Whilst Antarctica has no indigenous residents, the Arctic has been home to rich cultures for nearly 30,000 years. This fascinating exhibition reveals how various peoples have lived in and off this beautiful land. The Arctic has 400,000 indigenous inhabitants belonging to 40 different cultural groups which include the Sámi from Northern Europe, the Nenets, Mansi and Khanty, and Nganasan from north-west Russia, the Evenki, Even, Sakha and Dolgan from north-central Siberia, the Yukaghir, Koryak, Chukchi and Siberian Yupik from the Russian Far East, Aleuts, Alutiit, Yupiit, and Inupiat from Alaska, the Gwich'in bordering Alaska and Canada, Inuit groups from Canada and Greenland, and more.
Covering art and artefacts, jewellery, food, hunting, fishing, trapping, clothing, transport and culture, the exhibition provides a fascinating insight into the resourcefulness of those who live within the Arctic Circle. It reveals high levels of adaptability being stretched to the limit not so much by climate change itself, but by the speed of it.
Wonderful use of sound and light bring a mystical and magical feel to the exhibition, with recordings of traditional songs and instruments, whilst the light gradually changes, reflecting the glimmering darkness of the winter months and the nearly permanent daylight at the height of the summer.
These seasonal changes are reflected in the behaviour of the people, busily taking advantage of the summer's abundance to store and stockpile, whilst using the winter months to carve, sew and fashion, using every single resource to contribute to their lifestyle. Extraordinary video footage is used throughout the exhibition to give further insight into the way of life.
What the exhibition reveals is that the Arctic is not just about the snow and ice: the glorious scenery will take your breath away, there is much to learn about the wildlife, and above all the indigenous people have a fascinating and rich history and culture.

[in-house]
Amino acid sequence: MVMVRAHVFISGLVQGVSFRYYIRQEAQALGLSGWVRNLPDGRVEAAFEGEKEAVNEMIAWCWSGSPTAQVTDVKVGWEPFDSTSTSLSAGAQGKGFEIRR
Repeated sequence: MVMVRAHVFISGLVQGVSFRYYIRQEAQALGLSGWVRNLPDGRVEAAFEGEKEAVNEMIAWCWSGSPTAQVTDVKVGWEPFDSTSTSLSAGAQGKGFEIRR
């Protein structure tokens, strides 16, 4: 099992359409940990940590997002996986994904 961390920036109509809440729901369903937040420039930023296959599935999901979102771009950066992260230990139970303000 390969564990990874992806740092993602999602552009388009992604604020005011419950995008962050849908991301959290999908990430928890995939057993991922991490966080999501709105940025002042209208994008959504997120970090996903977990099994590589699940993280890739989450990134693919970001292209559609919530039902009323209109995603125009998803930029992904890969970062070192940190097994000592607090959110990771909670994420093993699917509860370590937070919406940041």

Once you get a taste for travel in the Arctic, there are so many options open to you, and this is a region that can be most easily visited by ship. Your first visit might be to the glorious Svalbard archipelago, where you seek out polar bears and walrus, and sail the edge of the northern ice cap.
Greenland beckons, with amazing fjords, glaciers and mountains, and a rich culture of myth and legend. You can follow in the footsteps of the great explorers as you seek out a route from the Atlantic to the Pacific by way of the North West Passage. On the western end, explore the far reaches of western Alaska, visiting the Aleutian Islands stretching across the North Pacific, with an extraordinary abundance of bird life.
The spectacular volcanic scenery of the Sea of Okhotsk and the Kamchatka Peninsula, not to mention the marine life, will make the Russian Far East an unforgettable visit, and intrepid visitors are now able, on rare occasions, to join a ship here and set forth through the legendary North East Passage, a long and remote journey along the north coast of Siberia from the Pacific to the White Sea and the wilds of northern Europe. On one such cruise there were no fewer than 86 polar bear sightings!
The increase in the number of state-of-the-art expedition vessels, specifically built to minimise their impact on the environment, with outstanding learning opportunities combined with a high level of comfort, means that the Arctic is now within the reach of many curious travellers. If you've been inspired by the Arctic, then do get in touch with us to discuss your travel plans.